When I was 10, I was regularly visited and teased on the playground by a scowling bully and his side-kick, who would subject me to all kinds of verbal abuse. I found his behavior utterly bewildering, since I’d never done anything to him. I was not the kind of kid who was taught to fight back, so I just took what he dished and continued to be the nice girl I’d been taught to be. One day, the bully and side-kick came up to me on the playground, in one of my favorite spots under the trees’ shade, where I liked to pick mulberries and eat honeysuckle. “Watch out,” I said, pointing at his feet, “You’re standing right by some poison ivy.”
“THAT’S not poison ivy,” said the bully, “You’re STUPID.” And, he picked the indicated plant and began rubbing it all over his arms and face. Side-kick followed suit. I watched, stunned. Why would anyone even risk it? What did he gain from rubbing a potentially poisonous plant all over himself? I walked away with my friend Brielle. I shrugged, “Just wait 10 days.”
Even then, I was a pretty decent playground botanist. A couple weeks later, the bully and side-kick team were temporarily hospitalized and put on steroids for a terrible case of poison ivy. When they came back to school covered in a horrible rash, they scowled and avoided eye contact with us while Brielle and I danced around them singing the song “Poison Ivy”. They never bothered us again. And so, I unwittingly tasted the sweetness of vengeance, sealed my fate as a botanist, and discovered that poison ivy was, in fact, a useful plant.
Which leads me to the question for this post: How is poison ivy used, both by humans and by other organisms?
I found out that lots of organisms use poison ivy. Humans are the only organisms allergic to it, so many animals and fungi eat poison ivy. In fact, poison ivy depends on a variety of pollinators for flower fertilization and also on birds that eat its berries to disperse its seeds. A few organisms even specialize on poison ivy. For example, the poison ivy sawfly (Arge humeralis) feeds solely on plants in poison ivy’s genus Toxicodendron. Also, a parasitic fungus called Pileolaria brevipes has only been found infecting this genus. Poison ivy plants infected with this fungus are less likely to flower than uninfected plants. White-tailed deer eat poison ivy, as do cattle and goats. In particular, goats are great at controlling poison ivy (if that is your goal), known to reduce flowering and area covered by poison ivy. One study found that black walnut and sassafras may inhibit poison ivy germination, so planting those trees may help keep the noxious ivy at bay.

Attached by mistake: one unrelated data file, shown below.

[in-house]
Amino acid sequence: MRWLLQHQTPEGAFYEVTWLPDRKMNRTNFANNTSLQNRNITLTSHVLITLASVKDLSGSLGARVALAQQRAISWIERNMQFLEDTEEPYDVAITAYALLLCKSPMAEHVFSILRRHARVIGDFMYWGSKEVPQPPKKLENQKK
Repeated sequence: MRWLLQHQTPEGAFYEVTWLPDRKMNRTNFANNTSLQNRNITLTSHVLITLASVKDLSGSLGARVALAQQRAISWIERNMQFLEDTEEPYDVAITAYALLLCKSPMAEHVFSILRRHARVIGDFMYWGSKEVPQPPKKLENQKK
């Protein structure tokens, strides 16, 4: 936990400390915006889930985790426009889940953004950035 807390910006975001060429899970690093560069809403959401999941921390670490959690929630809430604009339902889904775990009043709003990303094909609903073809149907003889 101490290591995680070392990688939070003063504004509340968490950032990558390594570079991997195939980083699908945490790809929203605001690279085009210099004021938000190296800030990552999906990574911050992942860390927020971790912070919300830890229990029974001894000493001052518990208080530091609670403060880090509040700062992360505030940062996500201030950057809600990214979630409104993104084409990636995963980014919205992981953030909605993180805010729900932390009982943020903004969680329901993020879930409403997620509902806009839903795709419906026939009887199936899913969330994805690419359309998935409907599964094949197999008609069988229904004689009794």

Since poison ivy causes allergic reactions in humans only, do any animals take advantage of the potential avoidance of the plant by humans? Few people have studied this. The only suggestive account I found was a study that found that almost half of all red-shouldered hawk nests occurred in trees with dense growth of poison ivy. Whether this could be for visual obstruction or to discourage humans from coming near obviously would be difficult to test directly.
Native Americans and, later, Euro-Americans had a variety of usages for poison ivy. Some uses are more speculative than others, but poison ivy’s properties have been listed as medicinal, culinary, staining, and poisonous. Medicinal properties of poison ivy are difficult to prove, since the potential allergy-inducing side effects of the plant pose an obvious hurdle for clinical trials in humans. Those familiar with the herbal remedy world may have heard that eating small amounts of poison ivy will reduce or alleviate allergic reaction to the plant. In the few studies that have tested this hypothesis, either with oral or skin exposure, the outcome is not predictable, with most people tested unaffected by the exposure to poison ivy, some successfully reduced in allergic reaction, and others having adverse reactions. Historically, poison ivy was used to treat a variety of skin ailments. While poison ivy may have anti-cancer, painkilling, and immunity boosting effects, the lack of studies and conflicting results of the few studies performed do not indicate anything sure.
People also used poison ivy as a dye. Since poison ivy sap oxidizes to a dark color, poison ivy was once used for tattooing and dying baskets and cloth. Since the staining effect is caused by the same compound that causes allergic reactions, urushiol, stained items might also cause allergic reactions. (A great and subversive way to wreak vengeance on your enemies…) Some Native American tribes purportedly dipped the ends of their arrows in poison ivy resin, but whether for practical or religious reasons (or both) is unknown. Clearly, they also had some bullies to deal with, and saw the utility of this plant with a vengeance.